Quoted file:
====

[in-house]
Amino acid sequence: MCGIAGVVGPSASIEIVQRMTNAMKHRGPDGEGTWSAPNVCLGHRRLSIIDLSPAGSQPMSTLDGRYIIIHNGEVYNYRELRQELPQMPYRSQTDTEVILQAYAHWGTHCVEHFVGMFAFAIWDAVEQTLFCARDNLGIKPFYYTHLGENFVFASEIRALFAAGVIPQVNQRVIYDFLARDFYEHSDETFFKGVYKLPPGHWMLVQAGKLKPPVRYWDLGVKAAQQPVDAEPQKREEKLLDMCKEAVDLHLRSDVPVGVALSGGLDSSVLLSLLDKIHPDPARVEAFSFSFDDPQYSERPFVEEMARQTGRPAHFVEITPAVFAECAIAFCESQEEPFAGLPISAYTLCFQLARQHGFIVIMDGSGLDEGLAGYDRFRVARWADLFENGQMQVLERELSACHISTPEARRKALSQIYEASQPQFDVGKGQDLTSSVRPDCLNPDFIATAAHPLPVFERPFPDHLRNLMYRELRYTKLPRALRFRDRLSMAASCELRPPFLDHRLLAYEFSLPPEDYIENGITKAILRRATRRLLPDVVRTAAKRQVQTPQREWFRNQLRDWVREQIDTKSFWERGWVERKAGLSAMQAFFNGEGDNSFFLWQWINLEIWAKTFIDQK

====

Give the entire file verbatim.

[in-house]
Amino acid sequence: MCGIAGVVGPSASIEIVQRMTNAMKHRGPDGEGTWSAPNVCLGHRRLSIIDLSPAGSQPMSTLDGRYIIIHNGEVYNYRELRQELPQMPYRSQTDTEVILQAYAHWGTHCVEHFVGMFAFAIWDAVEQTLFCARDNLGIKPFYYTHLGENFVFASEIRALFAAGVIPQVNQRVIYDFLARDFYEHSDETFFKGVYKLPPGHWMLVQAGKLKPPVRYWDLGVKAAQQPVDAEPQKREEKLLDMCKEAVDLHLRSDVPVGVALSGGLDSSVLLSLLDKIHPDPARVEAFSFSFDDPQYSERPFVEEMARQTGRPAHFVEITPAVFAECAIAFCESQEEPFAGLPISAYTLCFQLARQHGFIVIMDGSGLDEGLAGYDRFRVARWADLFENGQMQVLERELSACHISTPEARRKALSQIYEASQPQFDVGKGQDLTSSVRPDCLNPDFIATAAHPLPVFERPFPDHLRNLMYRELRYTKLPRALRFRDRLSMAASCELRPPFLDHRLLAYEFSLPPEDYIENGITKAILRRATRRLLPDVVRTAAKRQVQTPQREWFRNQLRDWVREQIDTKSFWERGWVERKAGLSAMQAFFNGEGDNSFFLWQWINLEIWAKTFIDQK